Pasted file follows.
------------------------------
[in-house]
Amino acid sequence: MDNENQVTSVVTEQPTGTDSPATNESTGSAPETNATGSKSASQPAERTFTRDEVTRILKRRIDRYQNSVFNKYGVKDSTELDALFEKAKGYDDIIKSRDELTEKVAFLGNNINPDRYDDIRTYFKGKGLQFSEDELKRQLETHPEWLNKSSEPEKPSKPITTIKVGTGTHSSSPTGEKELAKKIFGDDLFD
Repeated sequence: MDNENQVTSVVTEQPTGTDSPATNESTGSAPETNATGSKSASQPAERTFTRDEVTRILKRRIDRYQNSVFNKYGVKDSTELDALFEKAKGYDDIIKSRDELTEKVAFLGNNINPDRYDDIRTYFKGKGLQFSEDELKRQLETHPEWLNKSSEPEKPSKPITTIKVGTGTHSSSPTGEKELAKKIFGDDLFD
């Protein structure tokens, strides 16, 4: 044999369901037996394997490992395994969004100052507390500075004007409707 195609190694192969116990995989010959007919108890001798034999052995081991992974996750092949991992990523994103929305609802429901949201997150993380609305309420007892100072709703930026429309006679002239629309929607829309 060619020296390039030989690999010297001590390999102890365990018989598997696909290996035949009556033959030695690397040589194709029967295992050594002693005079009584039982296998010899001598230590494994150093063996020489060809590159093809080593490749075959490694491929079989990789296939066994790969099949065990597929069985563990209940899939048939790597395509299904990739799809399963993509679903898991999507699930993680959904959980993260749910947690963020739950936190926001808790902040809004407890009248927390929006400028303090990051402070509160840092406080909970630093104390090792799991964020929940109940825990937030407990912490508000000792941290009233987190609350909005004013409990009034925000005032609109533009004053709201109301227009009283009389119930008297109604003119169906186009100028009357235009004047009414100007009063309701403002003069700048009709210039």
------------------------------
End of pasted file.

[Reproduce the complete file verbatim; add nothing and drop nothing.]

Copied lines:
[in-house]
Amino acid sequence: MDNENQVTSVVTEQPTGTDSPATNESTGSAPETNATGSKSASQPAERTFTRDEVTRILKRRIDRYQNSVFNKYGVKDSTELDALFEKAKGYDDIIKSRDELTEKVAFLGNNINPDRYDDIRTYFKGKGLQFSEDELKRQLETHPEWLNKSSEPEKPSKPITTIKVGTGTHSSSPTGEKELAKKIFGDDLFD
Repeated sequence: MDNENQVTSVVTEQPTGTDSPATNESTGSAPETNATGSKSASQPAERTFTRDEVTRILKRRIDRYQNSVFNKYGVKDSTELDALFEKAKGYDDIIKSRDELTEKVAFLGNNINPDRYDDIRTYFKGKGLQFSEDELKRQLETHPEWLNKSSEPEKPSKPITTIKVGTGTHSSSPTGEKELAKKIFGDDLFD
């Protein structure tokens, strides 16, 4: 044999369901037996394997490992395994969004100052507390500075004007409707 195609190694192969116990995989010959007919108890001798034999052995081991992974996750092949991992990523994103929305609802429901949201997150993380609305309420007892100072709703930026429309006679002239629309929607829309 060619020296390039030989690999010297001590390999102890365990018989598997696909290996035949009556033959030695690397040589194709029967295992050594002693005079009584039982296998010899001598230590494994150093063996020489060809590159093809080593490749075959490694491929079989990789296939066994790969099949065990597929069985563990209940899939048939790597395509299904990739799809399963993509679903898991999507699930993680959904959980993260749910947690963020739950936190926001808790902040809004407890009248927390929006400028303090990051402070509160840092406080909970630093104390090792799991964020929940109940825990937030407990912490508000000792941290009233987190609350909005004013409990009034925000005032609109533009004053709201109301227009009283009389119930008297109604003119169906186009100028009357235009004047009414100007009063309701403002003069700048009709210039």